It's no longer enough just to start work and expect everything to fall in place and be running a FTSE 100 company within 20 years. Find out how to create a plan that ensures you achieve your career goals and structure things the right way for you.
There’s no doubt that we are all experiencing a very difficult financial climate in recent years - many people are now finding themselves facing unemployment, or at the very least, a very uncertain working future. To this end, a growing number of people are opting to create a five year career plan to help them understand where they would like to be work-wise in the future.
By creating a five year career plan, you can document the progress that you have already made in your chosen career and establish where you are likely to be heading in the future. If you then realise that you would like to achieve more in your career, you can implement changes to ensure that you hit any targets that you set for yourself.
The first step to creating a five year career plan is to think about a realistic and achievable end goal i.e.. where do you want to be in five years? This can be a brilliant starting point and can help you to gain focus on your career. When you are setting your end goal, make sure that you do not choose a job or sector purely based on its associated salary – although salaries in the sector may be high now, demand often changes over time, so research any past changes in the sector and try to find out as much as you can about the likelihood of jobs still being in demand in the sector in 5 years time.
The next step to creating an effective five year career plan is to choose a mentor. A mentor is generally an individual who has already achieved success in the career path that you wish to embark on i.e.. they have already ‘hit’ your eventual career end goal. Ideally a mentor should be someone who can give you sound career advice and answer any questions that you may have throughout your five year career plan – a mentor can be a colleague, manager or even a friend or family member. Make sure that you choose your mentor carefully as they may provide valuable insight to help you while you are on your five year career plan journey.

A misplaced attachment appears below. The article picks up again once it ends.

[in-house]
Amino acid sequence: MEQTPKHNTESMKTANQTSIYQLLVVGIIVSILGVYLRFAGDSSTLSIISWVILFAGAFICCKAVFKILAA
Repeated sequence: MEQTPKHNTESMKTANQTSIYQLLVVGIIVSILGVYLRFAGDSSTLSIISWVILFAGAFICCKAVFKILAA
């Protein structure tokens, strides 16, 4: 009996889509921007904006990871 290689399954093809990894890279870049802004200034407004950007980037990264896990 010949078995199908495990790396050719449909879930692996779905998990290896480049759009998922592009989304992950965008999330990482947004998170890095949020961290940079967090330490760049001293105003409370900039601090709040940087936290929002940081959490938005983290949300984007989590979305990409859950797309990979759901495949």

Next you will need to think carefully about the skills and abilities that you will need to obtain to fulfil your five year career plan. Assess your currently work experience, past education and any specific skills or knowledge that you already have and identify any gaps that you will need to fill in order to meet your end goal. Actively list any opportunities that you can take to either practice upon or improve the skills or knowledge that you have identified i.e.. could you take a evening or part time course to learn new skills or maybe you could take on different types of work at your current employment in order to learn new things? If necessary, ask for input from your mentor to find out how they achieved their goals or ask other professionals in your sector for feedback on the skills that they find to be valuable in their line of work.
Finally, you will need to identify any jobs or positions that you would like to progress into within your chosen sector. If you feel that you already have the skills and knowledge required to make the next step, apply for them. Even if you are not successful at this point, an interview will give you invaluable knowledge about the position(s) and experience that you can use in the future to help you with your five year career plan.